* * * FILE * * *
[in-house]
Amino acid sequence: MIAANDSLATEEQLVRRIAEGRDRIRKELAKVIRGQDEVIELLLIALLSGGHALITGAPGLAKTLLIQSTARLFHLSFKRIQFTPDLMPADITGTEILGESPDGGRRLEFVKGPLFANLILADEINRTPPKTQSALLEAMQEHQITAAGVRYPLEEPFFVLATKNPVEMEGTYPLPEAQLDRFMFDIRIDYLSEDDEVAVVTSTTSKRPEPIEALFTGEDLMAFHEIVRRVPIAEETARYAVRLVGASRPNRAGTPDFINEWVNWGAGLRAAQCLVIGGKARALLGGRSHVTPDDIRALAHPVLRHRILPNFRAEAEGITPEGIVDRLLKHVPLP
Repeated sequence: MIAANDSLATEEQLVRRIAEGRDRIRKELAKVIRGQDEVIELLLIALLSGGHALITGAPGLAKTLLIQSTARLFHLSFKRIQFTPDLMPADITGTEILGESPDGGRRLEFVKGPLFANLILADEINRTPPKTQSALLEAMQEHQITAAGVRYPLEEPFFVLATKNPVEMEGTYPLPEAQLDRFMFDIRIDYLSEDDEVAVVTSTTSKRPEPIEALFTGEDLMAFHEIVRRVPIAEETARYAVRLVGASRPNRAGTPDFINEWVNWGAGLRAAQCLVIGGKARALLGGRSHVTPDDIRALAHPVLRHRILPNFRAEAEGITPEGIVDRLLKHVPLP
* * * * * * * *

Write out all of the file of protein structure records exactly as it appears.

[in-house]
Amino acid sequence: MIAANDSLATEEQLVRRIAEGRDRIRKELAKVIRGQDEVIELLLIALLSGGHALITGAPGLAKTLLIQSTARLFHLSFKRIQFTPDLMPADITGTEILGESPDGGRRLEFVKGPLFANLILADEINRTPPKTQSALLEAMQEHQITAAGVRYPLEEPFFVLATKNPVEMEGTYPLPEAQLDRFMFDIRIDYLSEDDEVAVVTSTTSKRPEPIEALFTGEDLMAFHEIVRRVPIAEETARYAVRLVGASRPNRAGTPDFINEWVNWGAGLRAAQCLVIGGKARALLGGRSHVTPDDIRALAHPVLRHRILPNFRAEAEGITPEGIVDRLLKHVPLP
Repeated sequence: MIAANDSLATEEQLVRRIAEGRDRIRKELAKVIRGQDEVIELLLIALLSGGHALITGAPGLAKTLLIQSTARLFHLSFKRIQFTPDLMPADITGTEILGESPDGGRRLEFVKGPLFANLILADEINRTPPKTQSALLEAMQEHQITAAGVRYPLEEPFFVLATKNPVEMEGTYPLPEAQLDRFMFDIRIDYLSEDDEVAVVTSTTSKRPEPIEALFTGEDLMAFHEIVRRVPIAEETARYAVRLVGASRPNRAGTPDFINEWVNWGAGLRAAQCLVIGGKARALLGGRSHVTPDDIRALAHPVLRHRILPNFRAEAEGITPEGIVDRLLKHVPLP